Bush, 88, the nation's oldest living former president, was admitted to Methodist Hospital on Nov. 23. His stay included a week in intensive care last month.
"I am deeply grateful for the wonderful doctors and nurses at Methodist who took such good care of me," Bush said in a statement released by spokesman Jim McGrath. "Let me add just how touched we were by the many get-well messages we received from our friends and fellow Americans. Your prayers and good wishes helped more than you know, and as I head home my only concern is that I will not be able to thank each of you for your kind words."
Bush had been in the hospital for about a month before his office disclosed in late December that he was in intensive care because physicians were having difficulty controlling a fever that developed after the cough improved.
His office said on Dec. 29 that he had been moved back to a regular hospital room. Since then, his condition has continued to improve and he has been undergoing physical therapy to rebuild his strength.
"Mr. Bush has improved to the point that he will not need any special medication when he goes home, but he will continue physical therapy," Amy Mynderse, the doctor in charge of Bush's care, said in Monday's statement.
Bush's office said he was treated for a bacterial infection, along with the bronchitis and cough.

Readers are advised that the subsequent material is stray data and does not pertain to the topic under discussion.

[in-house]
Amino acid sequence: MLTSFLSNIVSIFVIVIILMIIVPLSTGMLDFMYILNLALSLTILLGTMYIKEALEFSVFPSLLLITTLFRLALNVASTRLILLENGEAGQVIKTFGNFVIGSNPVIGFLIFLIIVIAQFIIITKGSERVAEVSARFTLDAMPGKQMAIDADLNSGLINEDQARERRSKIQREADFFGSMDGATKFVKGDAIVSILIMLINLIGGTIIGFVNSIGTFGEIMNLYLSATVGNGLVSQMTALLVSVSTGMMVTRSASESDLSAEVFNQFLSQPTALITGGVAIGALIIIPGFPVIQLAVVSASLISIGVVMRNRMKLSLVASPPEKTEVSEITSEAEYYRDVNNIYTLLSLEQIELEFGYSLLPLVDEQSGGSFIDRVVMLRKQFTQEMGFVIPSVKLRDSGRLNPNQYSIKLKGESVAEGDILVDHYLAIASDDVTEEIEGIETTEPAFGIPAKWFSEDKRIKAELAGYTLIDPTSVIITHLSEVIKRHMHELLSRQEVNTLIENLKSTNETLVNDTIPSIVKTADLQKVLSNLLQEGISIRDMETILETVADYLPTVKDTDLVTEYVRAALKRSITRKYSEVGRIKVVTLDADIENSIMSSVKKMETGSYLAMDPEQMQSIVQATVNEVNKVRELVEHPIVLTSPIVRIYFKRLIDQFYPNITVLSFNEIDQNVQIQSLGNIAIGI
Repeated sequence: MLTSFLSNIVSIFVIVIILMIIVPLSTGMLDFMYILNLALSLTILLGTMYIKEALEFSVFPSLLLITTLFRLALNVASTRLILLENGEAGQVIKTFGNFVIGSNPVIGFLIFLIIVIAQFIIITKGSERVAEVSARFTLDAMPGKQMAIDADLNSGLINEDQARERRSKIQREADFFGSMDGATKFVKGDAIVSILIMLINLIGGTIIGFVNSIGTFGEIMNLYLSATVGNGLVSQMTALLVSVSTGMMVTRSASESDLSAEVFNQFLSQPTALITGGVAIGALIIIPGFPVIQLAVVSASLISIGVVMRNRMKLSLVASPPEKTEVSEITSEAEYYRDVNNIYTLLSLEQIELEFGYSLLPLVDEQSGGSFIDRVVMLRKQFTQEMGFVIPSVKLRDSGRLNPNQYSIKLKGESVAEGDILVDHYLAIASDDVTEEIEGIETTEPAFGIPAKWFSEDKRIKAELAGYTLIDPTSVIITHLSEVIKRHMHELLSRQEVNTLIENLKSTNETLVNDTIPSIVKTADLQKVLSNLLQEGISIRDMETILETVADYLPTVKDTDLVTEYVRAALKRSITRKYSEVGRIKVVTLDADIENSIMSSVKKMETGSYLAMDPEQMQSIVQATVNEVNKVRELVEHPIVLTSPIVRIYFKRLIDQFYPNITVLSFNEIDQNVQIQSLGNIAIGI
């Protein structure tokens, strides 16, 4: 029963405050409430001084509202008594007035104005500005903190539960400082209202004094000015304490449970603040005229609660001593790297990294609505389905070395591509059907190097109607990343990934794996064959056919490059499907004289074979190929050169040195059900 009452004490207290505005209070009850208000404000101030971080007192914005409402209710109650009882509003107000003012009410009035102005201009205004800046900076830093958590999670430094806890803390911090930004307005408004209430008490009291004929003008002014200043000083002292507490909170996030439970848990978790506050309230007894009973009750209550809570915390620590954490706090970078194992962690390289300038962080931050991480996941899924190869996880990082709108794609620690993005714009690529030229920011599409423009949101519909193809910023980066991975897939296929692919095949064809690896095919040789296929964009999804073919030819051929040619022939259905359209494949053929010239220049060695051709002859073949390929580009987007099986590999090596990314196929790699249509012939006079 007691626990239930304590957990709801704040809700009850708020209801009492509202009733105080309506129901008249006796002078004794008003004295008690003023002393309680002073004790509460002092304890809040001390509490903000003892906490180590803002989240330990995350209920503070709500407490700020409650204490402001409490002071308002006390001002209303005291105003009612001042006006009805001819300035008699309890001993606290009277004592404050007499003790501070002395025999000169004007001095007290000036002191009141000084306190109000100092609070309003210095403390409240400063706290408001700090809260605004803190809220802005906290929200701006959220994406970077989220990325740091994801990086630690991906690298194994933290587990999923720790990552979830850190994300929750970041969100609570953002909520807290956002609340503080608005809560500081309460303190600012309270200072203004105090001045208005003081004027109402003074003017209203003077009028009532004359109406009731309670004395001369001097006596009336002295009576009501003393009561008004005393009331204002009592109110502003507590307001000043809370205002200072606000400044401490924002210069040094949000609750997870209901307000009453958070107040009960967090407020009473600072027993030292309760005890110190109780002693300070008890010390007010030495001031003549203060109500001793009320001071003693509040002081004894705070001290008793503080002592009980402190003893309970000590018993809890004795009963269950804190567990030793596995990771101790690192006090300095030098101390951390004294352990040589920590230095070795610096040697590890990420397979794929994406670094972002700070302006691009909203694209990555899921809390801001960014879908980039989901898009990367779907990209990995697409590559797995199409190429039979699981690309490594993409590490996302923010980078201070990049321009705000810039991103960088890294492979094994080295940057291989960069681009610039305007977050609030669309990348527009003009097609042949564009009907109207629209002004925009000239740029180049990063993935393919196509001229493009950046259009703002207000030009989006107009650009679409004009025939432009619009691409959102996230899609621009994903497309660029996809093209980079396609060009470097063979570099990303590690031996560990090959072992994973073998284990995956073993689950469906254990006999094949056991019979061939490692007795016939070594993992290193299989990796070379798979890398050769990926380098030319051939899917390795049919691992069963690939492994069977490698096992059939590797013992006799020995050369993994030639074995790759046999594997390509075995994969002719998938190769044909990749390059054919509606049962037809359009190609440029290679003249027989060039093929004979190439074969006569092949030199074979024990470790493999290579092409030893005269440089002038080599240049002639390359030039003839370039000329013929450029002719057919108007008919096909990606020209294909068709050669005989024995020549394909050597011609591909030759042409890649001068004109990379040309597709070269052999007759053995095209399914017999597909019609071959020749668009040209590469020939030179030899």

Bush and his wife, Barbara, live in Houston during the winter and spend their summers at a home in Kennebunkport, Maine. On Jan. 6, they celebrated their 68th wedding anniversary. They are the longest-married presidential couple.
Bush had served two terms as Ronald Reagan's vice president when he was elected in 1988 to be the nation's 41st president. Four years later, after a term highlighted by the success of the 1991 Gulf War in Kuwait, he lost to Democrat Bill Clinton amid voter concerns about the economy.
Bush has a long record of service, beginning with his enlistment in the Navy in World War II. At one point, he was the nation's youngest naval aviator. He was shot down in the Pacific and rescued by an American submarine. He's also been a congressman from Texas, U.S. ambassador to China and CIA director.
He suffers from a form of Parkinson's disease that has forced him in recent years to use a motorized scooter or wheelchair to get around.